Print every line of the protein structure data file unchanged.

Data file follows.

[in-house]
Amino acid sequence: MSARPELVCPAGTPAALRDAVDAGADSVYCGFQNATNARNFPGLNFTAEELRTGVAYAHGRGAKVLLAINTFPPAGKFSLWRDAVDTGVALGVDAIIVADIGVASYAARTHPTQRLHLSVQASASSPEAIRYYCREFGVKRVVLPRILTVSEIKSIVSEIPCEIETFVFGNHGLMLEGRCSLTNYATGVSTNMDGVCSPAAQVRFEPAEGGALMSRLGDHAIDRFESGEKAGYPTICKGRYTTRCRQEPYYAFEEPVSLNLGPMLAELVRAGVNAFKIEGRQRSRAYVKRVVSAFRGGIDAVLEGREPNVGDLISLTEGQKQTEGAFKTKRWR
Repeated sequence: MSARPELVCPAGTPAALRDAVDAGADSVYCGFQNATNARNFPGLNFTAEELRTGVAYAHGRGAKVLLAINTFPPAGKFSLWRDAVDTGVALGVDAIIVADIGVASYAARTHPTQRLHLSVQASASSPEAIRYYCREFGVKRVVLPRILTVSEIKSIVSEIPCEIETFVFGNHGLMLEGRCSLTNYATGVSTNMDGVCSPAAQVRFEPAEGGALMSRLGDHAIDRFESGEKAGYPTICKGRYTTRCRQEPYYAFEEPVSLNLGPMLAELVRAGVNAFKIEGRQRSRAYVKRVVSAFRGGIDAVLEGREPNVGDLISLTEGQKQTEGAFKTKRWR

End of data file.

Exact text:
[in-house]
Amino acid sequence: MSARPELVCPAGTPAALRDAVDAGADSVYCGFQNATNARNFPGLNFTAEELRTGVAYAHGRGAKVLLAINTFPPAGKFSLWRDAVDTGVALGVDAIIVADIGVASYAARTHPTQRLHLSVQASASSPEAIRYYCREFGVKRVVLPRILTVSEIKSIVSEIPCEIETFVFGNHGLMLEGRCSLTNYATGVSTNMDGVCSPAAQVRFEPAEGGALMSRLGDHAIDRFESGEKAGYPTICKGRYTTRCRQEPYYAFEEPVSLNLGPMLAELVRAGVNAFKIEGRQRSRAYVKRVVSAFRGGIDAVLEGREPNVGDLISLTEGQKQTEGAFKTKRWR
Repeated sequence: MSARPELVCPAGTPAALRDAVDAGADSVYCGFQNATNARNFPGLNFTAEELRTGVAYAHGRGAKVLLAINTFPPAGKFSLWRDAVDTGVALGVDAIIVADIGVASYAARTHPTQRLHLSVQASASSPEAIRYYCREFGVKRVVLPRILTVSEIKSIVSEIPCEIETFVFGNHGLMLEGRCSLTNYATGVSTNMDGVCSPAAQVRFEPAEGGALMSRLGDHAIDRFESGEKAGYPTICKGRYTTRCRQEPYYAFEEPVSLNLGPMLAELVRAGVNAFKIEGRQRSRAYVKRVVSAFRGGIDAVLEGREPNVGDLISLTEGQKQTEGAFKTKRWR